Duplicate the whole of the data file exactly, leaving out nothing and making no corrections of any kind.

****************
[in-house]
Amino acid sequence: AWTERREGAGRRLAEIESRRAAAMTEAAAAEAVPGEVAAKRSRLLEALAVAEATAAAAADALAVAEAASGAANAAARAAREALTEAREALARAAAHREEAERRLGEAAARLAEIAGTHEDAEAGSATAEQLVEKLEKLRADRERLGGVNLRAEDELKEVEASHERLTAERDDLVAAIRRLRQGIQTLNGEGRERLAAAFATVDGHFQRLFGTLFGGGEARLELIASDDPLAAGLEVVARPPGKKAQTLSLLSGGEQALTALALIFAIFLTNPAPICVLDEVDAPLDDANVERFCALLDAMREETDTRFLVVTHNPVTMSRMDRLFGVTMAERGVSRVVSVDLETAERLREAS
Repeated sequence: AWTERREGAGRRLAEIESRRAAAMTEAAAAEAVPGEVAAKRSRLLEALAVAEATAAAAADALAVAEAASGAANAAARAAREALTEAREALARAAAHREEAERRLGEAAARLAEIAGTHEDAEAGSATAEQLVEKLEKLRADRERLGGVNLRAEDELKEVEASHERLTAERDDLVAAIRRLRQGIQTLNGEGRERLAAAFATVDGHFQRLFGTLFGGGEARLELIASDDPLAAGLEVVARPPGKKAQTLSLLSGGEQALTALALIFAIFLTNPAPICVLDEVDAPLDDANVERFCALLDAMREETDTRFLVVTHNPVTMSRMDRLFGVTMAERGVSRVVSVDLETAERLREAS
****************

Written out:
[in-house]
Amino acid sequence: AWTERREGAGRRLAEIESRRAAAMTEAAAAEAVPGEVAAKRSRLLEALAVAEATAAAAADALAVAEAASGAANAAARAAREALTEAREALARAAAHREEAERRLGEAAARLAEIAGTHEDAEAGSATAEQLVEKLEKLRADRERLGGVNLRAEDELKEVEASHERLTAERDDLVAAIRRLRQGIQTLNGEGRERLAAAFATVDGHFQRLFGTLFGGGEARLELIASDDPLAAGLEVVARPPGKKAQTLSLLSGGEQALTALALIFAIFLTNPAPICVLDEVDAPLDDANVERFCALLDAMREETDTRFLVVTHNPVTMSRMDRLFGVTMAERGVSRVVSVDLETAERLREAS
Repeated sequence: AWTERREGAGRRLAEIESRRAAAMTEAAAAEAVPGEVAAKRSRLLEALAVAEATAAAAADALAVAEAASGAANAAARAAREALTEAREALARAAAHREEAERRLGEAAARLAEIAGTHEDAEAGSATAEQLVEKLEKLRADRERLGGVNLRAEDELKEVEASHERLTAERDDLVAAIRRLRQGIQTLNGEGRERLAAAFATVDGHFQRLFGTLFGGGEARLELIASDDPLAAGLEVVARPPGKKAQTLSLLSGGEQALTALALIFAIFLTNPAPICVLDEVDAPLDDANVERFCALLDAMREETDTRFLVVTHNPVTMSRMDRLFGVTMAERGVSRVVSVDLETAERLREAS